Chassis : standard metal vs "reparto corse"


(Andrea Nieri) #1

Hi guys,

Who of you has a "reparto corse " chassis ?


(James McMahon) #2

This is a new thing to me. Can you tell us a little more about what you know so far?


(Andrea Nieri) #3

For the same chassis , example a CRG Road Rebel there are 3 types of pipe , Braga, Zuera and Zuera b.
The one that you can buy from any shops is the Braga. The Zuera is made for the factory team , it has a completely different metal , a good metal.
There is like 0.3-0.5 second from a the same chassis but with different metal which it’s a lot.


(TJ Koyen) #4

We used to have this on the Merlins when I was driving for them. They had a special “soft” chassis for a few of us. Same tubing diameter as a standard chassis, but Umberto told us “this is special tubing”.

When I drove for ART there was a couple different tubing materials as well, which they didn’t advertise, but was marked with different stampings on the steering fork. I had different material as a factory driver than was available to the general public.


(James McMahon) #5

Do you think it was different as in faster, or different experimental?


(TJ Koyen) #6

In my experience it’s been softer. A lot of the Merlin stuff we ran was experimental tubing and stuff, because we were constantly developing the chassis and many of our karts were one-offs.

Most of it is probably down to softer materials that have a shorter lifespan, and so would wear out too quickly for the general public who are expecting 1+ seasons out of a frame.


(Andrea Nieri) #7

I have to agree with you. The life of the special pipe is very short… about 5-6 weekend …


(Tyler Shepard) #8

I have one of those 09 Intrepids that are non-magnetic. It cracked in weird places.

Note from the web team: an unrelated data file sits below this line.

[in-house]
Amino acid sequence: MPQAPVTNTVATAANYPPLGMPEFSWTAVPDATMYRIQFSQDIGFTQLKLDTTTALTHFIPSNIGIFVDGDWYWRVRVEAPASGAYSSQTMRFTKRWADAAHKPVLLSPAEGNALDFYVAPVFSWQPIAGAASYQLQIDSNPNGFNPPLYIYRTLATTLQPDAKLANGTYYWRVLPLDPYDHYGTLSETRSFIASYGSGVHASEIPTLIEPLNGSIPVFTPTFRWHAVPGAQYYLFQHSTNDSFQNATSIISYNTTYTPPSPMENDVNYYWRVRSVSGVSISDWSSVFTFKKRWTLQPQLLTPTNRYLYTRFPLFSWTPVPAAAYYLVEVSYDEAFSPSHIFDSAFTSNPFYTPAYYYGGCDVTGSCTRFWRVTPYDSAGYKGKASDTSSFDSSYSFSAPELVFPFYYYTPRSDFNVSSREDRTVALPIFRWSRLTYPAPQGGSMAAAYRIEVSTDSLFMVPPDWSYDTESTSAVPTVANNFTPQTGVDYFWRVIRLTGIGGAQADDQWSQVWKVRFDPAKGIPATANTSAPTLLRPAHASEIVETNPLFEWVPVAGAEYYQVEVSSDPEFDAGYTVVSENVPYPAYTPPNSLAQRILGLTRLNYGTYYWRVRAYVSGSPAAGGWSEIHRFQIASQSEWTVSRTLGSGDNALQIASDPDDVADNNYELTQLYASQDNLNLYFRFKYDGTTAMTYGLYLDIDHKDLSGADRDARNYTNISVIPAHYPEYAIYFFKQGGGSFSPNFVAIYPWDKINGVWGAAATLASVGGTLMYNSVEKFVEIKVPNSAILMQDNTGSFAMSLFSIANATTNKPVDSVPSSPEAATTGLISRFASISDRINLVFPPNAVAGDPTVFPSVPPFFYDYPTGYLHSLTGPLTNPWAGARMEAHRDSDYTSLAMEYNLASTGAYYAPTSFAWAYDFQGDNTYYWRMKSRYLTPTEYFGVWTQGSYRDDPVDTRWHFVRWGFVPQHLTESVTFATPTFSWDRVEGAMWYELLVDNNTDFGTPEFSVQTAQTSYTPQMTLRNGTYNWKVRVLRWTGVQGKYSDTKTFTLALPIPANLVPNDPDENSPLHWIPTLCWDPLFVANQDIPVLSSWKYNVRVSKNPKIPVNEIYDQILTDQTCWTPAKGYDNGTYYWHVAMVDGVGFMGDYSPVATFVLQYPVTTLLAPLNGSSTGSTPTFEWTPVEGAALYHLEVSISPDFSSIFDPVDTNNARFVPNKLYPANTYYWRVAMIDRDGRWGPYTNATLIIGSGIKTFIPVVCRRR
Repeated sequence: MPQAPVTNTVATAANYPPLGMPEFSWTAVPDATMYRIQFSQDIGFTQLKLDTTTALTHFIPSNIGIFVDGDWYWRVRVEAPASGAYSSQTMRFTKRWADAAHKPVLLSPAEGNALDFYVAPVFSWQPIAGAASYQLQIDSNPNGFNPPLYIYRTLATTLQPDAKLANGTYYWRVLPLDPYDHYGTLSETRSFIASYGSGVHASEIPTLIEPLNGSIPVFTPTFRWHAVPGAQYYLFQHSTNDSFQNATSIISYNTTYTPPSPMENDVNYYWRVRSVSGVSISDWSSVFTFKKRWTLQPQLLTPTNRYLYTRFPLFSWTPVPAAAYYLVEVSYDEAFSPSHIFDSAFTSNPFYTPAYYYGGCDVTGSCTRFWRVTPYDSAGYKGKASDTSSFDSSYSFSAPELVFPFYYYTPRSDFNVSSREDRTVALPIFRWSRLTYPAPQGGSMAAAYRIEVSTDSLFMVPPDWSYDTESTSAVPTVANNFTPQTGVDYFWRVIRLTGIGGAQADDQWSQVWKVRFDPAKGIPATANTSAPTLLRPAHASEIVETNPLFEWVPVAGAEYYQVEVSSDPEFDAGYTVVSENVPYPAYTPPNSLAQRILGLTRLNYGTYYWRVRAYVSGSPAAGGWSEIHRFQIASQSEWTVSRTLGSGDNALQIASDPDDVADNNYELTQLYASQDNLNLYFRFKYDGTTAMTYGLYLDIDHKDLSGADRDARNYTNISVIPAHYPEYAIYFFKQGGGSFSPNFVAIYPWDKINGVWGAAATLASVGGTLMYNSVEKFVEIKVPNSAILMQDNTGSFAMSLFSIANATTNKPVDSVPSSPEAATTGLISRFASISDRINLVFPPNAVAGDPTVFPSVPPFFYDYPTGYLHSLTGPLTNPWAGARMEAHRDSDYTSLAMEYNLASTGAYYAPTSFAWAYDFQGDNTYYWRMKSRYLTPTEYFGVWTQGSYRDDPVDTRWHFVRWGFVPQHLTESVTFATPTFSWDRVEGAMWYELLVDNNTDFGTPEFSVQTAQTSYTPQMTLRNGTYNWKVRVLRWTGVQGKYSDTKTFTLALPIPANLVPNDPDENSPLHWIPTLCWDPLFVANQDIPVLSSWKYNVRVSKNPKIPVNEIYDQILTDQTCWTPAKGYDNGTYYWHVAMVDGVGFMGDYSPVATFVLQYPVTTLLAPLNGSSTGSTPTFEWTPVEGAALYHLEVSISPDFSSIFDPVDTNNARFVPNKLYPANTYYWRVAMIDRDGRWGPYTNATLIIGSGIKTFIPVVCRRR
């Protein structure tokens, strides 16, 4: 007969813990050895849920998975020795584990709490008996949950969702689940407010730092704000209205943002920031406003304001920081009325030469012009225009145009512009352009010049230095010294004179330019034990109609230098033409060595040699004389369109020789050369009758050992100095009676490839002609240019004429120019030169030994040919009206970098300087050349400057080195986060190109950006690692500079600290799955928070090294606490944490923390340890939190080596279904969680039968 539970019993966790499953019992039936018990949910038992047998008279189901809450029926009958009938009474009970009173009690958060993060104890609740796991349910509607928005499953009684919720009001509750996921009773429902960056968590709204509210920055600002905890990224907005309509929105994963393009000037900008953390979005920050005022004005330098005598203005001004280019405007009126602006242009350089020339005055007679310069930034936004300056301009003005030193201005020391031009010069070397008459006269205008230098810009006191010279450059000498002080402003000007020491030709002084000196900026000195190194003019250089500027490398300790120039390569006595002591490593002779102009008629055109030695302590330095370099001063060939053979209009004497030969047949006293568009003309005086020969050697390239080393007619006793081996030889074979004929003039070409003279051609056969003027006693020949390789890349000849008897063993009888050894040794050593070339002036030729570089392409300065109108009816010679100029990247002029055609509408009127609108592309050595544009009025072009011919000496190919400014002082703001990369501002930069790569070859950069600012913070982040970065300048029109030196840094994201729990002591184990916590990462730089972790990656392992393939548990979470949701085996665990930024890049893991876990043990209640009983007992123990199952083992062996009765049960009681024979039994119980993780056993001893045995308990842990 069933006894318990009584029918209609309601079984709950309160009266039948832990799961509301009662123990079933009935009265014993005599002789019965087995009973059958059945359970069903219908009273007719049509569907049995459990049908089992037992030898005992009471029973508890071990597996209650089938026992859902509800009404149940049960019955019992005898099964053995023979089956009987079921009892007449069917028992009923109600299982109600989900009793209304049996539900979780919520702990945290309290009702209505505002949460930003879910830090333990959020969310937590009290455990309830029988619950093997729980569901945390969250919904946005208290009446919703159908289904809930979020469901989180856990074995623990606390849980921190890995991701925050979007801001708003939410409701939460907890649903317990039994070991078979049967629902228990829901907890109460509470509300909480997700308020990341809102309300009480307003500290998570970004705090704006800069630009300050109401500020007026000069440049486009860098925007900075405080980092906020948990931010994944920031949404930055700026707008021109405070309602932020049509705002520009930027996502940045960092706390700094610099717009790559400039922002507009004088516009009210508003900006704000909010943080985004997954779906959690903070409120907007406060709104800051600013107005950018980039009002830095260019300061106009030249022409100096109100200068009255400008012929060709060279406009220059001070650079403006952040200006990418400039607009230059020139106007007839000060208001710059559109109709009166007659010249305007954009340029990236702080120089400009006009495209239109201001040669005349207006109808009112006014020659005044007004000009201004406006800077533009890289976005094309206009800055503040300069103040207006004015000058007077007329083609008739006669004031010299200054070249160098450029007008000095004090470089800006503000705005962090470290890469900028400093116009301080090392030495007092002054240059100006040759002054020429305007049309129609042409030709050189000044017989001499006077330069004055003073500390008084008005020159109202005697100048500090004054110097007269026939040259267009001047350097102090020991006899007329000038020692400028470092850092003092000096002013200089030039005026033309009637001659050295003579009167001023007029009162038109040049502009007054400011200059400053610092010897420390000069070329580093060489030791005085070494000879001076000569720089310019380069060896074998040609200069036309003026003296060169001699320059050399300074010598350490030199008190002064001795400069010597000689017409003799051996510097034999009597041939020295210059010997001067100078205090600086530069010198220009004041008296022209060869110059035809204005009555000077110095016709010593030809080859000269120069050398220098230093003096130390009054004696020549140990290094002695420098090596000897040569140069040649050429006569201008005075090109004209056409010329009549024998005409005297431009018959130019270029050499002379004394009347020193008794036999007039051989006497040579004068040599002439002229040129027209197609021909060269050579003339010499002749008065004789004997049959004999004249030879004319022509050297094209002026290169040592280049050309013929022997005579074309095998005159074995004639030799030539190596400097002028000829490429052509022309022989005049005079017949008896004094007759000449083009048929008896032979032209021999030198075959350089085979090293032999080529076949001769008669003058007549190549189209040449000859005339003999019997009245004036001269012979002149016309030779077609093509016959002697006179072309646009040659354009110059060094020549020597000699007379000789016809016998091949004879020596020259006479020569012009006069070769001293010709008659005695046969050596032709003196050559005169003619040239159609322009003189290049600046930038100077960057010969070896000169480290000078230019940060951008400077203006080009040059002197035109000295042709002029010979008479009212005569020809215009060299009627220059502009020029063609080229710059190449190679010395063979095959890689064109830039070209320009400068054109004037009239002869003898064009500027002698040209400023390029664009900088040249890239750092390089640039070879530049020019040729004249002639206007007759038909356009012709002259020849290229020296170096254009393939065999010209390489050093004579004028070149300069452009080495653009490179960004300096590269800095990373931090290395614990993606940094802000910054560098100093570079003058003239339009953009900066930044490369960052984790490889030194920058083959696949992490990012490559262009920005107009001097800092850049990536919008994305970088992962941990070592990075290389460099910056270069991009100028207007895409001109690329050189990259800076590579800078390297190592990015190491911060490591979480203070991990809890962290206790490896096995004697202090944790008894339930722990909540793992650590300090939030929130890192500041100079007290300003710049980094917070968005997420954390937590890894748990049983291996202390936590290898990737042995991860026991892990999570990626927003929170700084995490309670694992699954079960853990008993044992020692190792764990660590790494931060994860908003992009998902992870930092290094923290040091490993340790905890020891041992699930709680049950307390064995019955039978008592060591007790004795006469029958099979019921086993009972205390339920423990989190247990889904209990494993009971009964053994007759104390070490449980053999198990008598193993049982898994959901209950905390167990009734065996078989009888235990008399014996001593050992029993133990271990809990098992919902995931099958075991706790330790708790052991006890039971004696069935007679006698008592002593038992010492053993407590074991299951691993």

(Andrea Nieri) #9

that chassis was freaking fast… but very short time life…


(TJ Koyen) #10

Yeah, I believe we got about 4 national weekends out of the “special” ART before it got noticeably slower. Unbelievable chassis when it was good though. Probably my favorite kart.


(Nik Goodfellow) #11

All the manufacturers do it, just some are better at hiding it then others.

Back in the early noughties (when i raced euros) the only team who could be bothered to paint the chassis for the big races was tonykart. We’d (at Topkart) often turn up with different experimental chassis (one was a blatant Road Rebel rip off).

You look through photos from the cik events and some of manufacturers still turn up with unpainted experimental chassis.

I imagine Mad Croc have similar characteristics to the ART as its made in the same place and designed by the same guy. I also believe Birel found its way because of that little link up.


(TJ Koyen) #12

Yeah I remember a few guys who were slightly older than me racing for Birel at the highest levels in the 2000s and how they cut up all the frames before they left the track for the weekend.

From what I hear the Mad-Croc isn’t quite as good. It’s a different design than the kart we ran. Of course it was to be the next iteration of the ART before the Birel merger.